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Okay so before we get started on Hoda, let me just tell you the back story about this post. I came across Hoda’s name a while ago and wrote it down on my list of posts to do. Yesterday, I picked her name at random and began to do some research, only to find there was nothing out there about her. This intrigued me more, so I searched through all kinds of sites – saw some things that I can’t un-see, lol, and finally came upon another blog that mentioned her name. The awesome/very informative blog is called unmundodeluz and it’s run by dancer, Giselle Habibi, who is a Mexican journalist, translator, belly dancer, and total sweetheart. The site was in spanish, but thanks to the interwebs I translated the page and my curiosity was heightened even more. Giselle wrote that Hoda was known for having clairvoyant dreams and that other dancers were superstitious and scared of her. I looked at the bottom of Giselle’s post and found that this information had come from a book entitled, “El Reinado de las Bailarinas” by Shokry Mohamed. So, I started trying to find the book. It doesn’t exist in America – obviously (*pulling out hair!*). I found out it was published in Madrid and I began searching for the title in Madrid library databases -Resultados de la búsqueda…0000. I looked for a bibliography so I could find out where Mohamed got his info – nada. Then I thought – why not just email Giselle? So that’s what I did, and literally minutes later I had a response and images of the section from the book about Hoda AND photos! I was so excited and it really reminded me of how tight knit our community is and how it and extends far beyond national borders  – so thank you, thank you, thank you Giselle for making this post possible! <3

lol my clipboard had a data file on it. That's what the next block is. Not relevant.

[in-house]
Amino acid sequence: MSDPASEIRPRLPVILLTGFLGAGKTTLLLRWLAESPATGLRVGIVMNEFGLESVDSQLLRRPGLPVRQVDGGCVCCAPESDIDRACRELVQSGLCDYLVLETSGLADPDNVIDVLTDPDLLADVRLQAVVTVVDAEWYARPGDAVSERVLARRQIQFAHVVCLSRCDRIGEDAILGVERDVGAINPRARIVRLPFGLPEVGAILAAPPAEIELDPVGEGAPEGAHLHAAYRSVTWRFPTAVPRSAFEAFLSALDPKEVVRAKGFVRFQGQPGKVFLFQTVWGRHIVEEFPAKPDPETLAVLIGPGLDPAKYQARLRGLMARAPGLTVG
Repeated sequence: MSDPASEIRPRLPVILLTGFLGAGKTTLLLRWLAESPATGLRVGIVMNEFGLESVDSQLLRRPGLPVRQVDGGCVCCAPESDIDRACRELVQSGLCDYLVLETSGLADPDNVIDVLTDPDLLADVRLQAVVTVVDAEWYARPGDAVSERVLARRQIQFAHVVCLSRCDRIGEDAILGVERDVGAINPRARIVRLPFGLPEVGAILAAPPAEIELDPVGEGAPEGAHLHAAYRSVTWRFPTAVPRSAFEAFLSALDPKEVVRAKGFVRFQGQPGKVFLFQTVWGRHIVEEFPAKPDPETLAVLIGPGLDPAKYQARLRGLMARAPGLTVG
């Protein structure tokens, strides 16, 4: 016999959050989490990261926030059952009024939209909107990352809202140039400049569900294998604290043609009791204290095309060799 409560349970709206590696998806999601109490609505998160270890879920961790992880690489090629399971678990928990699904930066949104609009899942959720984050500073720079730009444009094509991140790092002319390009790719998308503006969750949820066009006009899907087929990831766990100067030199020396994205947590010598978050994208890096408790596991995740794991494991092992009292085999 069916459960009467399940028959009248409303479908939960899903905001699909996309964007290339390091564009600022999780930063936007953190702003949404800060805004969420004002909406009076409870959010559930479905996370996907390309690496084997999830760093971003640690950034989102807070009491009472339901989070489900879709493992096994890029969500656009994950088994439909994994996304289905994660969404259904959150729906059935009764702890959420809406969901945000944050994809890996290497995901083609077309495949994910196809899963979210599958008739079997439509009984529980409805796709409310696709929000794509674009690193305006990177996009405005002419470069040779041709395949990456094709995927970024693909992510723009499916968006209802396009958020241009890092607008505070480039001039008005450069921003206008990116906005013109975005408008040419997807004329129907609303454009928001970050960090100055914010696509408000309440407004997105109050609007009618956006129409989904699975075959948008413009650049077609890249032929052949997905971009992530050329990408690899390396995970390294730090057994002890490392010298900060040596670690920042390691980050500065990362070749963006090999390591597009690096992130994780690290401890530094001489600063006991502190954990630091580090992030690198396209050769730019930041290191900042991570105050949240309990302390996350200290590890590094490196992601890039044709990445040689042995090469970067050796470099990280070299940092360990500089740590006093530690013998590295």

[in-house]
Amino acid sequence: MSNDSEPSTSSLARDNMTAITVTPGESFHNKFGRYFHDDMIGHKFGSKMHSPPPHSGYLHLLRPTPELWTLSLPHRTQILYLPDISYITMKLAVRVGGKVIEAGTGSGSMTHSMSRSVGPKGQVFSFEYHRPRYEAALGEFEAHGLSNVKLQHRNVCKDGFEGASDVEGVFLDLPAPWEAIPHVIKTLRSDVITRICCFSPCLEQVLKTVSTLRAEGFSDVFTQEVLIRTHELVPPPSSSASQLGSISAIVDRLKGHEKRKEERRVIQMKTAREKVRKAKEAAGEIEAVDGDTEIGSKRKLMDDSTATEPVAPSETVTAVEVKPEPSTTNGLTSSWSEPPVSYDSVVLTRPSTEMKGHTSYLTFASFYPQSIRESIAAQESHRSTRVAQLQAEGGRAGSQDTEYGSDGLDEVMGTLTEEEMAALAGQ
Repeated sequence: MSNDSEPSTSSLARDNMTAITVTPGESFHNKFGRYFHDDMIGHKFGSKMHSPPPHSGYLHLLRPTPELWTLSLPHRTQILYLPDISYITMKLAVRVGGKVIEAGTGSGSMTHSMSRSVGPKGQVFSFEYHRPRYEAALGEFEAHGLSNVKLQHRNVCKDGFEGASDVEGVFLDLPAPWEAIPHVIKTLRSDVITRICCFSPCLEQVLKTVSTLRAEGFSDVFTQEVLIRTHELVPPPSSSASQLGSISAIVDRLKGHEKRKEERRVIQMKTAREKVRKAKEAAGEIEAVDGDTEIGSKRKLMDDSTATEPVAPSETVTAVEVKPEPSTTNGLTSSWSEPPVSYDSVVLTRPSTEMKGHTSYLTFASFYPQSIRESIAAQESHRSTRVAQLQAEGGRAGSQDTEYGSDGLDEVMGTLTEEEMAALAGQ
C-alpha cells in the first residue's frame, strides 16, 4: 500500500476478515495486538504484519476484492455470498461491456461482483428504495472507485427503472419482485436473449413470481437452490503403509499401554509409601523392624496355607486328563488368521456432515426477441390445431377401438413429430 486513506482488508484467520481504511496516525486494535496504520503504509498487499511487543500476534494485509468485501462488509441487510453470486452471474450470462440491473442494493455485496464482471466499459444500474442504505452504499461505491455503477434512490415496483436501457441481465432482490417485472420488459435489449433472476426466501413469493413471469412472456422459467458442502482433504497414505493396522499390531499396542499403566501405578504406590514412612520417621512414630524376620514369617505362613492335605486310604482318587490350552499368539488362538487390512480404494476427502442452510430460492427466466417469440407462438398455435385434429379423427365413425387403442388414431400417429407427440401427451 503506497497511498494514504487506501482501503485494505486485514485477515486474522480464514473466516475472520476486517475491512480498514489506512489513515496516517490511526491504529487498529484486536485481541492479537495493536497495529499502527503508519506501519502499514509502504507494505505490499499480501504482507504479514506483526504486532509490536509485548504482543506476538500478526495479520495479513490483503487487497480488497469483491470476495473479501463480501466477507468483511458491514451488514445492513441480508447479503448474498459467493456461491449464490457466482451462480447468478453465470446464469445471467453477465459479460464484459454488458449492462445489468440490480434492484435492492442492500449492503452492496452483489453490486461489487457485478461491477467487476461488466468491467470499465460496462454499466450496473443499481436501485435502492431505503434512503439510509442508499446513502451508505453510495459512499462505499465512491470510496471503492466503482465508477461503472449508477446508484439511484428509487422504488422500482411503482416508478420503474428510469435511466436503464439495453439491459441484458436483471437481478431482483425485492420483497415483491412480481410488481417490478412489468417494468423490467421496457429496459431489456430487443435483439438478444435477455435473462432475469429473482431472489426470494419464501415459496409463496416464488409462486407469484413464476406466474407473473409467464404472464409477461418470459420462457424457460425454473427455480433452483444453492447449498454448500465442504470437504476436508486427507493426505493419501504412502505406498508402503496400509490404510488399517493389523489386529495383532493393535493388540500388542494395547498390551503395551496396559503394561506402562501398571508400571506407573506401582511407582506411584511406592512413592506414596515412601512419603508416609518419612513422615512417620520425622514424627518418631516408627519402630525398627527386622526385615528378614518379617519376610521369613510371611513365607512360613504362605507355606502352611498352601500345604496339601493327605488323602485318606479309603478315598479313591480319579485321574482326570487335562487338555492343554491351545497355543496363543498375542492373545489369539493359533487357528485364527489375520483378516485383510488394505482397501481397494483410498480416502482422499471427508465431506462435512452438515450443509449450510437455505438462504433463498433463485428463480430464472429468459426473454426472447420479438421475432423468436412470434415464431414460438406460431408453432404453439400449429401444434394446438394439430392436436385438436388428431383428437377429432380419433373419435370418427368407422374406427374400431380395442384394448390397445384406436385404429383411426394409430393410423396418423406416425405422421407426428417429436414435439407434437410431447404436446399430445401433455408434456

SO HERE’S THE DEAL:

Hoda Shams El Din was one of the many amazing golden era dancers that performed at Badia Masabni‘s Casino Opera Club.

She was born in Damascus Syria in 1930, of Armenian parents (have not been able to confirm this). At an unknown time Hoda moved to Cairo, where her belly dance career began. She was an active dancer from about 1945-1965 and during that time was also featured in several films.

UPCOMING EVENTS IN ORDER OF DATE:

*Want to add an event to The Belly Blog’s calendar + What’s Coming Up Wednesday? Email me at thebellyblog13@gmail.com

FRIDAY, JANUARY 30TH 2015

Anahid Dance party

ANAHID SOFIAN MIDDLE EASTERN DANCE PARTY FRIDAY JANUARY 30, 2015

If you’re in the NYC area, you don’t want to miss this party! I always have a great time at Anahid’s!

FEBRUARY 22ND, 2015

sira sword master class feb 22

SIRA’S DRAMATIC SWORD 2 HOUR MASTER CLASS. FEBRUARY 22ND

I have taken many classes with Sira and she is THE BEST! Don’t miss out on this opportunity to learn from a master!

MARCH 16-21ST, 2015

Ahmed Workshop March 16

AHMED HUSSIEN MASTER CLASSES – 2ND ANNUAL SPRING IMMERSION 2015 WITH LIVE MUSIC

Jealous of everyone in California! This should be amazing! In case you don’t know my feelings on Ahmed see two posts ago lol 🙂

xoxo

N

 

So…. what does it take to make a great drum solo???

I asked 16 amazing dancers and 2 drummers, and here’s what they had to say! 

Yasmine“Leave room for playfulness when there are pauses. Add rhythm changes for variety.”~ Yasmine
@Yasminedance